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Help! Single dad online dating conundrum


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Posted (edited)

Hi all, I've come to the well here on a handful of occasions over the years and now I'm coming back. Long story short, I'm 34. My marriage to my college sweetheart fell apart two years ago. We have a six-year-old daughter. Since our separation, I've worked hard to rebuild my life as a single man. I got promoted to a supervisory role at work, in which I make more money that I ever have before. I have a very strong co-parenting relationship with my ex. I own my house. I'm paying off debt. I briefly dabbled in online dating before I was ready, but deleted all of my profiles around a year ago because I found I was happier when I didn't have to worry about it.

Not long ago, with the encouragement of a friend, I re-downloaded Bumble. I didn't have high (or any) hopes. I'm not interested in the vast majority of women in my area, who proudly advertise that they smoke, drive pickup trucks, and drink cheap beer. It's not my scene. I like to read serious literature and play tennis. On my first night back on Bumble, I got one match, who happened to be a professor at a local college. We quickly hit it off. At least online, she checks all of the boxes: intelligent, eloquent, talented. People like that are so incredibly rare around here that we seemed like a really good match.

I did not mention my daughter on my Bumble profile because there's no gray area when mentioning a child on a dating profile; the stereotype is that single dads are constantly bickering with their ex over who will raise their bratty child. That's simply not me. We have a rock-solid custody schedule, my relationship with my ex is very positive, and I have my life completely in order. I don't mean to toot my own horn, but my ex and I are both mature people. I put off dating for this very reason, so I wasn't bringing anyone into a tumultuous situation. Bumble also only offers two choices for kids: "Have and want more" or "Have and don't want more," with no option for "have, but would have more with the right person." I get that some of you may see this as deceptive, and that's fine.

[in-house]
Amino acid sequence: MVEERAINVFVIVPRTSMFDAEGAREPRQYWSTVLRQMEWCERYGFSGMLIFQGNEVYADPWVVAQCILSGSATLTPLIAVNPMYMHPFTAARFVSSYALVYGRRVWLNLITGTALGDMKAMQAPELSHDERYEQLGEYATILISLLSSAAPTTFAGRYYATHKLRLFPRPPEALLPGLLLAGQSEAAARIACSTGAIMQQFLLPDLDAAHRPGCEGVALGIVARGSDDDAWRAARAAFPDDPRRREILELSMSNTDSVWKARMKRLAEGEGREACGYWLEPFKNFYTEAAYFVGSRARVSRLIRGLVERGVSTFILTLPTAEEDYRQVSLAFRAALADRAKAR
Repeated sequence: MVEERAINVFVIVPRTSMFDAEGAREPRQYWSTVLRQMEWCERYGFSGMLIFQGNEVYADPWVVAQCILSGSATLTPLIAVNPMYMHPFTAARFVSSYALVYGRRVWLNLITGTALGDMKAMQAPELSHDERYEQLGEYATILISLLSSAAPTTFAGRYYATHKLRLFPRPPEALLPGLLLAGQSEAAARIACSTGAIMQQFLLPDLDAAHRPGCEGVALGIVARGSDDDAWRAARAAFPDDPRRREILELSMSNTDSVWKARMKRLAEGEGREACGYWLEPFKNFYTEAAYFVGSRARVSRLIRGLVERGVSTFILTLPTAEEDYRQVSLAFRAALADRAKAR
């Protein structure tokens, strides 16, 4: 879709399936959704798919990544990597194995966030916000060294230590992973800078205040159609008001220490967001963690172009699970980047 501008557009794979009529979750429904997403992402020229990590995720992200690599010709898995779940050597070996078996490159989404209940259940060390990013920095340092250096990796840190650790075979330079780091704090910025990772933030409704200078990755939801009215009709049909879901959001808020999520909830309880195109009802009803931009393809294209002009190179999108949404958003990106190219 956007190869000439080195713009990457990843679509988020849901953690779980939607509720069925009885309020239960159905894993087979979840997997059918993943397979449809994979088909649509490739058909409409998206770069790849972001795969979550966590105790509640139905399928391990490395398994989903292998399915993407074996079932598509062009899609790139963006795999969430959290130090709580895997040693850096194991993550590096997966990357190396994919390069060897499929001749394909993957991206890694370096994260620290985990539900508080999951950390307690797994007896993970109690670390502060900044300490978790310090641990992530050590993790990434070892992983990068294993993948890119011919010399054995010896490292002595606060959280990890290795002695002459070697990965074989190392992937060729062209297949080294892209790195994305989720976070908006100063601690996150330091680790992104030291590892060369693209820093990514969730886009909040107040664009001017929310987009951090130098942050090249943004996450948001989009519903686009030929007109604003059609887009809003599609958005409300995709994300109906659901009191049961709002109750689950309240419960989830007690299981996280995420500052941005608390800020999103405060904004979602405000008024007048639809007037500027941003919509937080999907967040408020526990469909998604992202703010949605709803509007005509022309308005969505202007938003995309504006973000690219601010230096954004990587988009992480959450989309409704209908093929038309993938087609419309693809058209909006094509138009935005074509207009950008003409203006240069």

So, after chatting for a few days, I decided the time was approaching when I should suggest a meet-up. Ahead of this, however, I flatly told her that I have a daughter and explained my situation as best I could (which I had always planned on doing with matches anyway, given the above-mentioned gray area). She responded that she's trepidatious about dating single dads because of one negative experience that she had before with a child who didn't like her and a guy who was still squabbling with his ex, and cited some anxiety about not knowing to handle a child. I don't even consider myself a single dad; I would call myself a co-parent.

The thing is, I get her concerns, but I feel very strongly that I can change her mind. I have to emphasize again that I'm NOT inclined to date. I'm an introvert. It's easier for me just to bail on all of it and enjoy my alone time. But after she opened up to me I feel even more strongly that we would be a good match. I guess I'm just looking for advice on how to approach this. I think explain that my situation is not like the one that she experienced before, tell her that I would love to meet her, and respectfully leave the ball in her court? Any thoughts?

Edited by SonicYouth
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12 minutes ago, SonicYouth said:

I think explain that my situation is not like the one that she experienced before, tell her that I would love to meet her, and respectfully leave the ball in her court?

Yup, give this a try.  Sucks that she's had a rough go w/ other single fathers out there. BUT no, not all situations are the same.

When I was into dating, I didn't care about their kids (ages/ who has them, etc).  I got to know the guy for who he was.

Big deal, you have a kid, you co-parent.  majority of them do, lol.